Super User is a question and answer site for computer enthusiasts and power users. Join them; it only takes a minute:

Sign up
Here's how it works:
  1. Anybody can ask a question
  2. Anybody can answer
  3. The best answers are voted up and rise to the top

I am in beginner level with Linux topics and performances.

I have a question about Linux kernel:
Is there any way to install a kernel without compiling?
Is there any compiled and ready kernel for installation?

share|improve this question

migrated from Mar 25 '13 at 16:43

This question came from our site for professional and enthusiast programmers.

Yes - just buy a dvd – Ed Heal Mar 25 '13 at 15:43
These days you almost never need to compile a kernel. Almost every distro comes with a modular kernel. You can easily enable/disable functions as needed, and compile additional modules for supporting unusual hardware without rebuilding the entire kernel. – Zoredache Mar 25 '13 at 18:10
thank you @Zoredache – Setmax Mar 25 '13 at 20:19

Of course. You just have to download (or order a dvd for) one of the popular Linux distributions. Search google for any one of Linux distros like Ubuntu, OpenSuse, Fedora etc. I would suggest Ubuntu, but then its just a matter of personal choice.

Being a beginner compiling the kernel and other software yourself is neither suggested nor practically possible. Later, however, if you find yourself interested enough you may go for compiling a kernel yourself.

share|improve this answer
Updated kernels are released from time to time on Ubuntu and Debian, accessible via aptitude or synaptic and are typically installed automatically if you have your system updating automatically. Someone can also compile a kernel and package it in a .deb which you can then install with a dpkg -i command. – LawrenceC Mar 25 '13 at 16:56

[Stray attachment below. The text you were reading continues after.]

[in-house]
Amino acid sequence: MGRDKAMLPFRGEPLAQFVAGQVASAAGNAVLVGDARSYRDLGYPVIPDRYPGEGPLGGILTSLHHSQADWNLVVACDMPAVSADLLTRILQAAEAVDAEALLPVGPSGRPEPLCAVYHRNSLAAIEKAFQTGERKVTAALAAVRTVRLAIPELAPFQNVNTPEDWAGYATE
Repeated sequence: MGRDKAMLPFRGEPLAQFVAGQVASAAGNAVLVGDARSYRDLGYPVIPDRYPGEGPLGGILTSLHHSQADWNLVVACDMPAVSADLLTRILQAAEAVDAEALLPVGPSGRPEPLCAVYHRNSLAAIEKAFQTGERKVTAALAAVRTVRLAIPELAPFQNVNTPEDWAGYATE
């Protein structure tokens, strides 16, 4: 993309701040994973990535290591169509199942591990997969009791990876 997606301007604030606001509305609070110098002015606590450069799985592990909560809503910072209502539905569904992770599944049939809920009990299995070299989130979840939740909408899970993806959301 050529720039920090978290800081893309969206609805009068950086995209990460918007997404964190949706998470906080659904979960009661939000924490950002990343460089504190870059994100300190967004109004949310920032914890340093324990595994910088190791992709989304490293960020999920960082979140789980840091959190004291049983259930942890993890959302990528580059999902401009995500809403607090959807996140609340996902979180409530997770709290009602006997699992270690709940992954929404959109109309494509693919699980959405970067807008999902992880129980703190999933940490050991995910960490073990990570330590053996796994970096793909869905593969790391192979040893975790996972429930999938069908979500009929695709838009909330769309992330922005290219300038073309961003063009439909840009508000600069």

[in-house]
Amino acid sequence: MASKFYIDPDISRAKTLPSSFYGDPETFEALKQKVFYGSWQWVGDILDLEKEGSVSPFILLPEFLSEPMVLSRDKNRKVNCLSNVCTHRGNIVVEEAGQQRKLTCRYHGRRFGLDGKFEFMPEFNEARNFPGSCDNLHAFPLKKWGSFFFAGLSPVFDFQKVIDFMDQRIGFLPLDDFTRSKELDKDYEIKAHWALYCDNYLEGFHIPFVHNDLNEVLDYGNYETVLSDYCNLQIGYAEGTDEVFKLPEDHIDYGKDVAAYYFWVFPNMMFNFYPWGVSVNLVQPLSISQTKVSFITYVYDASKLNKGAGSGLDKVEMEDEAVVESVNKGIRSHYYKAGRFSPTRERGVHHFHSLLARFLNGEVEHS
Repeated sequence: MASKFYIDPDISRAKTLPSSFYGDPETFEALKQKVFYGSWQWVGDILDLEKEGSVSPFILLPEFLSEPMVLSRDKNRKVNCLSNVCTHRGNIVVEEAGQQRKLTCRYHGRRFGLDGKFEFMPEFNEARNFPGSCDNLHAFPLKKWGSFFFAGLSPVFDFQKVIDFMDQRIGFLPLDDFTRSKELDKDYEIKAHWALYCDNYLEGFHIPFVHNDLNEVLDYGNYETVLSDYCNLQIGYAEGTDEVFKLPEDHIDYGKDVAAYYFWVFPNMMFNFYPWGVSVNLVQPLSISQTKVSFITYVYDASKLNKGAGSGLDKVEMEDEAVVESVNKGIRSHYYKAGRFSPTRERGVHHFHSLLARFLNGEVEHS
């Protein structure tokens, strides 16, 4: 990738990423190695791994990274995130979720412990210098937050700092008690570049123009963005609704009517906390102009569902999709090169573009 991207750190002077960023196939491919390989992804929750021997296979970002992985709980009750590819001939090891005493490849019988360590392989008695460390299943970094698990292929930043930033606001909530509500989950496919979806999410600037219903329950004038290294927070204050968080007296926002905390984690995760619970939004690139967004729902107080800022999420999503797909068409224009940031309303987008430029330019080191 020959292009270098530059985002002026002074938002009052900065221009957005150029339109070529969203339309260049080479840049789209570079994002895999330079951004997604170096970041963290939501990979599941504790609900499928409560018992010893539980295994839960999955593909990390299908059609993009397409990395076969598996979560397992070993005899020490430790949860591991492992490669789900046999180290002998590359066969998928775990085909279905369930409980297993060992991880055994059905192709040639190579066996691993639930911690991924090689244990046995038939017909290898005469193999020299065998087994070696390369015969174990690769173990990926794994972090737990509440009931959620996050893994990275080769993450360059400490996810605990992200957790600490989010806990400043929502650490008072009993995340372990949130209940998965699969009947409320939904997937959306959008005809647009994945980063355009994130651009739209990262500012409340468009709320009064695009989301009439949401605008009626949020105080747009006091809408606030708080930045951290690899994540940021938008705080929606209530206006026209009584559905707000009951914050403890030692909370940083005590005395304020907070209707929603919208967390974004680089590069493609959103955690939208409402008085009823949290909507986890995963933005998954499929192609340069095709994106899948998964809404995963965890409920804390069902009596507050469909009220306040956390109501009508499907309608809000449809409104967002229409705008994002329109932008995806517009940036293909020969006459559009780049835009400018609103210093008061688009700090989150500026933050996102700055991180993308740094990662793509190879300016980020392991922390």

@ultrasawblade what about fedora? is this common for Linux distributions? – Setmax Mar 25 '13 at 19:42

There are binary packages for all distro's of Linux, they are fast-to-install, etc... But a word of warning must be said. First, the kernel config is set ONLY before the compilation, and there's no guarantee that the config used for binary package production will be the best one for your task. Second, the target CPU arch is supported, of course, but not the flavour! Yes, i686 kernel will run on latest i7 cpu for sure, but how fast and how good your hardware utilization will be? But if you have alot of identical setups, you can compile once and generate your own binary package for redistribution and time-saving.

share|improve this answer

You must log in to answer this question.

Not the answer you're looking for? Browse other questions tagged .